For a concrete example of how to be responsive, consider a clinically integrated network. Through the care transformation process, the network realized efficiencies, which resulted in a lower cost of care for its patients and expense savings. However, in doing so, utilization of services decreased, and revenue was negatively impacted. A responsive organization would proactively open negotiations with health plans to change the contracts in order to be compensated for value and cost savings rather than the standard fee-for-service.
We also see responsive organizations beginning to track non-reimbursable quality metrics. To increase efficiency within your cardiology group, you might measure the average outpatient exam wait time for patients, for instance. While your organization may not receive differential reimbursement for lowering wait times, staffing efficiencies and overall patient satisfaction could be gained, which then lead to downstream benefits such as cost savings and revenue enhancement.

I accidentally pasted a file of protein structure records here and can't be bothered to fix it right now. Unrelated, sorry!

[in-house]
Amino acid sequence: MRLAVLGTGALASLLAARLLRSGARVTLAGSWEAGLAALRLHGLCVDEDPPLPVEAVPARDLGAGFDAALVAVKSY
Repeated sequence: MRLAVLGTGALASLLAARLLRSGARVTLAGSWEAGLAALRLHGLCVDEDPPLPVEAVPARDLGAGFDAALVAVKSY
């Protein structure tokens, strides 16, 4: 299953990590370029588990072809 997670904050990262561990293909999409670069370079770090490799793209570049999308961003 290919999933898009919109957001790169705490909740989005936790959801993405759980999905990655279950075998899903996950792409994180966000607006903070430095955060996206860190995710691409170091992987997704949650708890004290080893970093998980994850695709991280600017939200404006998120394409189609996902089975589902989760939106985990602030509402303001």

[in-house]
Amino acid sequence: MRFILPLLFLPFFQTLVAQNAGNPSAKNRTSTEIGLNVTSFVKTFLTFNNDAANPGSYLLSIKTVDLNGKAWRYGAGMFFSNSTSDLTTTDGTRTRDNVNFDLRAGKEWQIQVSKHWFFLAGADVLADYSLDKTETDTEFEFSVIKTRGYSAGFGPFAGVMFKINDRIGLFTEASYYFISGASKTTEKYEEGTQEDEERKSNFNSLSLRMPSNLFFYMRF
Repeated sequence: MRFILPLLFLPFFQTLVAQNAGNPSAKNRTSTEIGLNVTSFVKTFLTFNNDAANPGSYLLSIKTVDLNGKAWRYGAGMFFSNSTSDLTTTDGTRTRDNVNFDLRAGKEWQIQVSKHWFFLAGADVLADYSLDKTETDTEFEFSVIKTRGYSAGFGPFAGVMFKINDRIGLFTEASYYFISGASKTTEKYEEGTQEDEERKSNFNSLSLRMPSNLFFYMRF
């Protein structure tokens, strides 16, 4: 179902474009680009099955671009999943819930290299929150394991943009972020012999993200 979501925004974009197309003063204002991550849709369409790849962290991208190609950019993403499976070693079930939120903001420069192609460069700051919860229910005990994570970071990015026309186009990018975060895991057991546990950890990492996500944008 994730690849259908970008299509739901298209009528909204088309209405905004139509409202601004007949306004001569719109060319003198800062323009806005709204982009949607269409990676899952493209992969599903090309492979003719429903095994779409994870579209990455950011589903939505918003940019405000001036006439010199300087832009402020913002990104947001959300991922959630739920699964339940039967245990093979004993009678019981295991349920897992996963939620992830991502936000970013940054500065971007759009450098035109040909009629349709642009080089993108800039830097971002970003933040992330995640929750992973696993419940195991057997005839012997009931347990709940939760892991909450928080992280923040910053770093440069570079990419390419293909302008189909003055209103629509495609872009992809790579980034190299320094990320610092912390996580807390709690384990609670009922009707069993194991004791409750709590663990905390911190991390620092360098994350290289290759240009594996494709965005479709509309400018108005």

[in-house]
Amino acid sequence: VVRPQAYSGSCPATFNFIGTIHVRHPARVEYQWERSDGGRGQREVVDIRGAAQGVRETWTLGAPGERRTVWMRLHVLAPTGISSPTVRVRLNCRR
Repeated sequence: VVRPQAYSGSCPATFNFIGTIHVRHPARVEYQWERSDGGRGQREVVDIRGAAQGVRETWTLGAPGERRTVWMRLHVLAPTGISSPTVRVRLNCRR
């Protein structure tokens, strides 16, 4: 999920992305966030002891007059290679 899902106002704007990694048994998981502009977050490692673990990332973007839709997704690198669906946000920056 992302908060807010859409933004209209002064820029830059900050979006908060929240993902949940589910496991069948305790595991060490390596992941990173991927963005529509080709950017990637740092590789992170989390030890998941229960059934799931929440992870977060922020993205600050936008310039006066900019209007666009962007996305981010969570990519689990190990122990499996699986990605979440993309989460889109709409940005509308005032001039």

Designing a Responsive Organization
While most clinical and administrative leaders agree that making their organizations more adaptable to change is an important strategic objective, putting it in practice—and in a timely manner—can be difficult. However, here are some basic components of designing a responsive organization that apply regardless of your current circumstances:
Incentive Alignment — Both private and government payors are integrating value-based components into reimbursement. Therefore, providers should be incentivized by their compensation plans based on similar metrics. This is particularly relevant for cardiology groups that have already begun the transition away from full fee-for-service and recognize the benefits of non-reimbursable services (e.g., outreach, disease management).
Streamlined Decision-making — Governance and leadership structures need to be designed to ensure clear decision-making channels and adaptability in a continually evolving health care environment. For cardiology, this is essential in dealing with the mix of inpatient and outpatient services, where effective patient management is necessary to ensure that siloes are reduced and care is managed across the full continuum.